8/11/2011 09:14:42 PM PDT - Graduation rates continued to inch upward last year while dropout rates decreased at Los Angeles Unified schools, according to new district data released Thursday.

The district's high school graduation rate reached 56 percent in 2010-11, according to preliminary data, up from 55 percent in 2009-10 and 52 percent the year before.

Despite the improvement, LAUSD continues to have one of the lowest graduation rates in the state - above only Oakland Unified among big-city districts - and officials bemoaned the slow progress.

"LAUSD remains far from realizing its stated goal of graduating 100 percent of students, college-prepared and career-ready," said LAUSD Superintendent John Deasy.

"The case for graduation is obvious, and yet, too many of our youth are not getting the message. We have to figure out the obstacles to graduation, and attack them," he added.

The district's release of graduation and dropout data coincides with the California Department of Education releasing its own set of statistics, although the two sets of figures don't match because of different calculation methods.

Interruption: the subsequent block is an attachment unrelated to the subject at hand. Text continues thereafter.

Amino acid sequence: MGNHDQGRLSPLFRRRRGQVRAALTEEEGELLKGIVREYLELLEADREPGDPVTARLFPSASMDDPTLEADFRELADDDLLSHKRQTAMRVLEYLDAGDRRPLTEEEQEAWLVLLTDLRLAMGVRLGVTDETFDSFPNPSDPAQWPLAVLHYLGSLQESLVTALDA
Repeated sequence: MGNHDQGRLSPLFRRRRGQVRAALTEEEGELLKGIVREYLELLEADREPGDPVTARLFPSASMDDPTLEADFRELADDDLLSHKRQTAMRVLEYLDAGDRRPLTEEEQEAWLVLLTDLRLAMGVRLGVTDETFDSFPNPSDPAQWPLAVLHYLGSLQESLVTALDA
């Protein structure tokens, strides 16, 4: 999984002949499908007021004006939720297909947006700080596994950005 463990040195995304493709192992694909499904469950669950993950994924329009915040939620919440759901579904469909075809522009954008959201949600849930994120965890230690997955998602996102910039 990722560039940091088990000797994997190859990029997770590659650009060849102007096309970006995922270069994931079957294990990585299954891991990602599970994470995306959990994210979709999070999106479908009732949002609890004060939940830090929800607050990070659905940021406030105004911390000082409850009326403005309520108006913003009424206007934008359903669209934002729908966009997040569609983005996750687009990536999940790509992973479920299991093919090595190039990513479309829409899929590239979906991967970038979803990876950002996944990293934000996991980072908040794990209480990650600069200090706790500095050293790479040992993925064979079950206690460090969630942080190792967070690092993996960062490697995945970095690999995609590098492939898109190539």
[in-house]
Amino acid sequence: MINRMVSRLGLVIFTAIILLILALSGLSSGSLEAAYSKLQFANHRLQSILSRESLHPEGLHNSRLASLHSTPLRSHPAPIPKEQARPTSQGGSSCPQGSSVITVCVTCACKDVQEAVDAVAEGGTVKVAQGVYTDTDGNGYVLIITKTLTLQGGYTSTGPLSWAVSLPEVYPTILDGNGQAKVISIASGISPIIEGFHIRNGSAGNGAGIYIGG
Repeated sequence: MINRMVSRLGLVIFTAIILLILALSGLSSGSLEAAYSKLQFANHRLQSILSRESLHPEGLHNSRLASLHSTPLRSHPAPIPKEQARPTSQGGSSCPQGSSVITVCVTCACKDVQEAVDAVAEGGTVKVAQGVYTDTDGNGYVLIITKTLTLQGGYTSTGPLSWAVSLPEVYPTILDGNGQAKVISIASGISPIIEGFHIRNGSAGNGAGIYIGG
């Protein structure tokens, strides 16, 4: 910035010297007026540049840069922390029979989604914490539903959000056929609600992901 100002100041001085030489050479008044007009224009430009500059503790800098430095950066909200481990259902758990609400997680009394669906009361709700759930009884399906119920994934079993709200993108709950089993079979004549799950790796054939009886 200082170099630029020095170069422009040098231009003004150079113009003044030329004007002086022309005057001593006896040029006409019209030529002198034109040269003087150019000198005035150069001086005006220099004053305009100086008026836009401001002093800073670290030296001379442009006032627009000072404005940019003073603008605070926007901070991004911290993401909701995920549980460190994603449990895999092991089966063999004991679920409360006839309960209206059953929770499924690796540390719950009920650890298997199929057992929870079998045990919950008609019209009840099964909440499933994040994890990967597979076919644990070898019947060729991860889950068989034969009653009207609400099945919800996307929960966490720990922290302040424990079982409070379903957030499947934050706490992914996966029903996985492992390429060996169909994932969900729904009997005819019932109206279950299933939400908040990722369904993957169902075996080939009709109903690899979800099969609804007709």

The state does not yet have 2010-11 figures, but in 2009-10, the district's four-year graduation rate was listed at 64 percent, down from just under 70 percent in 2008-09.

The district argues that its own figures are more accurate because they take into account factors that the state has only begun in recent years to consider in its own calculations.

This is the first year that the state is measuring the number of first-time ninth-grade students who graduate in four years - a method that LAUSD has used since 2008.

Discrepancies between district and state figures were somewhat expected by state officials since this is the first time that California is using its Longitudinal Pupil Achievement Data System, or CALPADS, which tracks individual students.

Still, state officials celebrated finally having a way to more accurately track the progress of students.

"For far too long, the discussion about graduation and dropout rates has revolved around how the results were obtained," said State Superintendent Tom Torlakson.